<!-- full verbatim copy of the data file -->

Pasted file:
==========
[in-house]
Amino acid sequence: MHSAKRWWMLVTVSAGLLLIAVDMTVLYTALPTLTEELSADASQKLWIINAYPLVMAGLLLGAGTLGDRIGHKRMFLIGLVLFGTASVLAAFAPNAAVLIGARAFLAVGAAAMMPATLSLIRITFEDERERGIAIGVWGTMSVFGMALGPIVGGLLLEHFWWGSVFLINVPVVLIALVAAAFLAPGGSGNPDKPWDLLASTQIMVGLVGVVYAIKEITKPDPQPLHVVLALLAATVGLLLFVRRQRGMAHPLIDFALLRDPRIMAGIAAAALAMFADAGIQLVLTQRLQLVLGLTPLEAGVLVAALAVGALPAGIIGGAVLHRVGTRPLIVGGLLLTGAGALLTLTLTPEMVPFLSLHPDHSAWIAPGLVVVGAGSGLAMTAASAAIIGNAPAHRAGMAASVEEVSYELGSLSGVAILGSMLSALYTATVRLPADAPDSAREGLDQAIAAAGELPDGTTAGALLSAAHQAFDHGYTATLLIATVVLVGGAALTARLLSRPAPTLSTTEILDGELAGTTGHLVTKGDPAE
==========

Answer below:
[in-house]
Amino acid sequence: MHSAKRWWMLVTVSAGLLLIAVDMTVLYTALPTLTEELSADASQKLWIINAYPLVMAGLLLGAGTLGDRIGHKRMFLIGLVLFGTASVLAAFAPNAAVLIGARAFLAVGAAAMMPATLSLIRITFEDERERGIAIGVWGTMSVFGMALGPIVGGLLLEHFWWGSVFLINVPVVLIALVAAAFLAPGGSGNPDKPWDLLASTQIMVGLVGVVYAIKEITKPDPQPLHVVLALLAATVGLLLFVRRQRGMAHPLIDFALLRDPRIMAGIAAAALAMFADAGIQLVLTQRLQLVLGLTPLEAGVLVAALAVGALPAGIIGGAVLHRVGTRPLIVGGLLLTGAGALLTLTLTPEMVPFLSLHPDHSAWIAPGLVVVGAGSGLAMTAASAAIIGNAPAHRAGMAASVEEVSYELGSLSGVAILGSMLSALYTATVRLPADAPDSAREGLDQAIAAAGELPDGTTAGALLSAAHQAFDHGYTATLLIATVVLVGGAALTARLLSRPAPTLSTTEILDGELAGTTGHLVTKGDPAE